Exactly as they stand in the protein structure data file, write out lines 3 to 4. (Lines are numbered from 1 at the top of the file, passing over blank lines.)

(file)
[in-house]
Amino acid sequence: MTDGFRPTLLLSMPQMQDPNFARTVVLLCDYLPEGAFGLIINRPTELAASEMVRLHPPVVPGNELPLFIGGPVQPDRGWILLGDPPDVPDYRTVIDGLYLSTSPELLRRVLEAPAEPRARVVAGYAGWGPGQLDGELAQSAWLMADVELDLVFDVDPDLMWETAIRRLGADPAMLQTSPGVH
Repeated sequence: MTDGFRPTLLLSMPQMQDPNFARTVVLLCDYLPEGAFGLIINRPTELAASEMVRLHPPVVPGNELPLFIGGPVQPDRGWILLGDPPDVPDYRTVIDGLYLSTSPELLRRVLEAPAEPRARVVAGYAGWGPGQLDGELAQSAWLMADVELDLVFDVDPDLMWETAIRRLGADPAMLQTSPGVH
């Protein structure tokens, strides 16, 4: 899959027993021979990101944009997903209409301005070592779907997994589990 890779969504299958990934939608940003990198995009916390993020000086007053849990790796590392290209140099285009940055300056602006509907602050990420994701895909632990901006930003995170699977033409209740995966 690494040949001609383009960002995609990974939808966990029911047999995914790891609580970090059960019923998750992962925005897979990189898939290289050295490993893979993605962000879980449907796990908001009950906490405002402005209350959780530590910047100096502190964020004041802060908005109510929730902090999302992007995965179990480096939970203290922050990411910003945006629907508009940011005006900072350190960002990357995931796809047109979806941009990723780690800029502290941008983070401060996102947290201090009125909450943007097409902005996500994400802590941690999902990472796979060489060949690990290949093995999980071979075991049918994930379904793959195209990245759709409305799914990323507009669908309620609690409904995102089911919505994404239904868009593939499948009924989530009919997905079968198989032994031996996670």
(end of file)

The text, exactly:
Repeated sequence: MTDGFRPTLLLSMPQMQDPNFARTVVLLCDYLPEGAFGLIINRPTELAASEMVRLHPPVVPGNELPLFIGGPVQPDRGWILLGDPPDVPDYRTVIDGLYLSTSPELLRRVLEAPAEPRARVVAGYAGWGPGQLDGELAQSAWLMADVELDLVFDVDPDLMWETAIRRLGADPAMLQTSPGVH
């Protein structure tokens, strides 16, 4: 899959027993021979990101944009997903209409301005070592779907997994589990 890779969504299958990934939608940003990198995009916390993020000086007053849990790796590392290209140099285009940055300056602006509907602050990420994701895909632990901006930003995170699977033409209740995966 690494040949001609383009960002995609990974939808966990029911047999995914790891609580970090059960019923998750992962925005897979990189898939290289050295490993893979993605962000879980449907796990908001009950906490405002402005209350959780530590910047100096502190964020004041802060908005109510929730902090999302992007995965179990480096939970203290922050990411910003945006629907508009940011005006900072350190960002990357995931796809047109979806941009990723780690800029502290941008983070401060996102947290201090009125909450943007097409902005996500994400802590941690999902990472796979060489060949690990290949093995999980071979075991049918994930379904793959195209990245759709409305799914990323507009669908309620609690409904995102089911919505994404239904868009593939499948009924989530009919997905079968198989032994031996996670």